Grandma

You were happy when I climbed on your lap.

All soft sounds and soft hands and a cheerful, bubbly voice

Nudging my toddling figure away from the patio’s edge.

The sweet scent of your flowery perfume 

Made me giggle with happiness

And shake, in anticipation of fresh baked treats and rice patties.

 

You were cookies to me.

Cookies, and grammy walks, and sledding down that huge hill

And hugs, and hot chocolate and love.

 

I remember the taste

Of cinnamon graham crackers

Of midnight ice cream.

Of warm cookies filled with chocolate chips.

 

Then, one day, we heard you on the telephone.

The sharp trill pierced the air.

Your voice was weak, your spirit dampened.

We hurriedly packed our bags, tears still drying on our cheeks,

For the 14 hour drive to Salt Lake City.

 

We finally arrived,

Exhausted, at the house,

Crunching across the gravel drive.

The oxygen machine sounded much louder

Than before.

 

Mama’s friend emerged, carrying a tray with that odd drink,

ZippFizz, you loved until your final breath.

The bags under her eyes had been deepened

Extremely, by the hours she spent watching over you.

So, it was my turn.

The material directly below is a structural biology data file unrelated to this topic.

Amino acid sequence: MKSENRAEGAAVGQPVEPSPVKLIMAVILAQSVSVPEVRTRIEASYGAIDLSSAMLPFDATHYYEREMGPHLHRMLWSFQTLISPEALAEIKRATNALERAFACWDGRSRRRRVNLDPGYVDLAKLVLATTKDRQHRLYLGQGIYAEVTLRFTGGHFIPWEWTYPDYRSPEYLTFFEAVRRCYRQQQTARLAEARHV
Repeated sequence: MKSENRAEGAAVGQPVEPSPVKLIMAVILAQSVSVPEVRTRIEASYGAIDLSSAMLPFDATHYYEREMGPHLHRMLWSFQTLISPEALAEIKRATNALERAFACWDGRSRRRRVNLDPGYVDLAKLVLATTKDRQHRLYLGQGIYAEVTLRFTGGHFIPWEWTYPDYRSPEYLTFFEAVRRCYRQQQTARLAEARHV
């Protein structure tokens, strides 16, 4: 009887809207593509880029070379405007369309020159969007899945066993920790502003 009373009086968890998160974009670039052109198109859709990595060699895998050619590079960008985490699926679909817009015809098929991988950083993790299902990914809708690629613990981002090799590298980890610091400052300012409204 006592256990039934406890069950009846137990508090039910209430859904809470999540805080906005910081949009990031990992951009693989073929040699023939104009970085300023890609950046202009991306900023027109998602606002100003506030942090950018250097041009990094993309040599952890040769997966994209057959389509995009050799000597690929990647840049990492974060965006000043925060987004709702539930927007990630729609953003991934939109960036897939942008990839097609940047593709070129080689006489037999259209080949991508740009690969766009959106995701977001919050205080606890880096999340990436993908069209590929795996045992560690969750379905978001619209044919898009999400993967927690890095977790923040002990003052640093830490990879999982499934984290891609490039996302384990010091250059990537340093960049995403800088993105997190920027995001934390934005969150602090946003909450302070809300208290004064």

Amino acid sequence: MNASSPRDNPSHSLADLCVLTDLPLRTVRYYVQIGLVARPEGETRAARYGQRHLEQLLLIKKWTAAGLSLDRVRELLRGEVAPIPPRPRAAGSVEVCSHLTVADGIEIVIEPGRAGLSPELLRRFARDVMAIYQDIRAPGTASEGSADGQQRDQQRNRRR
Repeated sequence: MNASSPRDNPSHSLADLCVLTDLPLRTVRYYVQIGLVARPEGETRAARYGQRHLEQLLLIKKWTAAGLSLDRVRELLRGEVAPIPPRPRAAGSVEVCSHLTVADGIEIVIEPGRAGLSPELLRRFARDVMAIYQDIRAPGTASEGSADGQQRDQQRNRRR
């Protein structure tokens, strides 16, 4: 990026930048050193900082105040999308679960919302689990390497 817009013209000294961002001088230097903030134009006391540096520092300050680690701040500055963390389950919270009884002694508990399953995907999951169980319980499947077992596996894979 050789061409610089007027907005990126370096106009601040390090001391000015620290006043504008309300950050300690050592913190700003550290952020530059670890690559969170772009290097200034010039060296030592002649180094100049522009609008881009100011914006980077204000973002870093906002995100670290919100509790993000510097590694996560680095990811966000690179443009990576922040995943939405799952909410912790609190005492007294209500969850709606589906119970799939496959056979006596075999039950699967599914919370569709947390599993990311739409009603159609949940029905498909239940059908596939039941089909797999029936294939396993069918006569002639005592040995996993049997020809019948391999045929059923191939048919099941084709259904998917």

You had promised to be my guardian angel

When you left this Earth,

And so I promised to be yours

While you still walked it.

 

Each night I stayed up, waiting for your coughing fits,

Jumping up to take care of you in my half-asleep state.

I learned how to work the loud oxygen machine,

Learned how to wash you without hurting your skin,

Learned to detach myself from panic

When it seemed you would never breathe again.

 

I did all of this because I love you.

 

The desire to help, to understand how,

Made medicine all the more appealing to me.

For you were happy when I could help,

And that made me happy.

 

My uncle and I talked in the long hours of the night

United in exhaustion.

In impending grief.

He told me about medicine, the doctor of the family.

He told me you were difficult, but that he was glad to help.

He felt the same way I did.

 

So we talked.

 

And you died, four days later.

And I was broken

But satisfied, somehow, that I made you so content

Before you left, before I saw your eyes glaze over.

 

I knew what I wanted my life to be,

And this you helped me find.

This passion of medicine, of healing and love,

A spark you struck inside me.

 

I spotted three monarchs on the way home,

Fluttering like your butterfly necklace,

Hidden beneath my shirt.

 

I smiled

 

This poem is about: 
Me
My family
Poetry Terms Demonstrated: 

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